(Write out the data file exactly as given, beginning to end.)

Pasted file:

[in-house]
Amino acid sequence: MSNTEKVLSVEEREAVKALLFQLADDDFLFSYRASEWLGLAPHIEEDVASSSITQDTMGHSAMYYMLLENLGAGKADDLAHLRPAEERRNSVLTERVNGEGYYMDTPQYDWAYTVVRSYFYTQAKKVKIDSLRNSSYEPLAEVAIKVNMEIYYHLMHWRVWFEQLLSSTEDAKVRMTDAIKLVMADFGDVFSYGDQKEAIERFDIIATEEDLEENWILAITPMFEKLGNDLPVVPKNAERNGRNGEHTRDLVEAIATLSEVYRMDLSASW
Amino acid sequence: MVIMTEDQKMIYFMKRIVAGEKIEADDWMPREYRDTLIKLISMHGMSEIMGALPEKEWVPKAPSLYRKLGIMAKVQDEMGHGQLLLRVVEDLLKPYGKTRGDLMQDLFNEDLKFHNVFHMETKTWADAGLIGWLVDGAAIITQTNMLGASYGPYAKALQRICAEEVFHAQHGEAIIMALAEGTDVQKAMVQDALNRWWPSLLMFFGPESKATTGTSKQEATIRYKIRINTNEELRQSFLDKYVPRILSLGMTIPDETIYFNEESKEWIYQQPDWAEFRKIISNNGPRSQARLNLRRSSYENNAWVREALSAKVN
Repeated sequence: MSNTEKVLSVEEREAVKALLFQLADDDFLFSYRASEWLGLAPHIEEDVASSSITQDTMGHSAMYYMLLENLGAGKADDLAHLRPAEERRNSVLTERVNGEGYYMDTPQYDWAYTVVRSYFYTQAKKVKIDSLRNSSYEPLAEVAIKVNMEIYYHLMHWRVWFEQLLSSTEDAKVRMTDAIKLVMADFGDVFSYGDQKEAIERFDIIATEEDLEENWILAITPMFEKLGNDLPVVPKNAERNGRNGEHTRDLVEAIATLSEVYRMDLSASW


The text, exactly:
[in-house]
Amino acid sequence: MSNTEKVLSVEEREAVKALLFQLADDDFLFSYRASEWLGLAPHIEEDVASSSITQDTMGHSAMYYMLLENLGAGKADDLAHLRPAEERRNSVLTERVNGEGYYMDTPQYDWAYTVVRSYFYTQAKKVKIDSLRNSSYEPLAEVAIKVNMEIYYHLMHWRVWFEQLLSSTEDAKVRMTDAIKLVMADFGDVFSYGDQKEAIERFDIIATEEDLEENWILAITPMFEKLGNDLPVVPKNAERNGRNGEHTRDLVEAIATLSEVYRMDLSASW
Amino acid sequence: MVIMTEDQKMIYFMKRIVAGEKIEADDWMPREYRDTLIKLISMHGMSEIMGALPEKEWVPKAPSLYRKLGIMAKVQDEMGHGQLLLRVVEDLLKPYGKTRGDLMQDLFNEDLKFHNVFHMETKTWADAGLIGWLVDGAAIITQTNMLGASYGPYAKALQRICAEEVFHAQHGEAIIMALAEGTDVQKAMVQDALNRWWPSLLMFFGPESKATTGTSKQEATIRYKIRINTNEELRQSFLDKYVPRILSLGMTIPDETIYFNEESKEWIYQQPDWAEFRKIISNNGPRSQARLNLRRSSYENNAWVREALSAKVN
Repeated sequence: MSNTEKVLSVEEREAVKALLFQLADDDFLFSYRASEWLGLAPHIEEDVASSSITQDTMGHSAMYYMLLENLGAGKADDLAHLRPAEERRNSVLTERVNGEGYYMDTPQYDWAYTVVRSYFYTQAKKVKIDSLRNSSYEPLAEVAIKVNMEIYYHLMHWRVWFEQLLSSTEDAKVRMTDAIKLVMADFGDVFSYGDQKEAIERFDIIATEEDLEENWILAITPMFEKLGNDLPVVPKNAERNGRNGEHTRDLVEAIATLSEVYRMDLSASW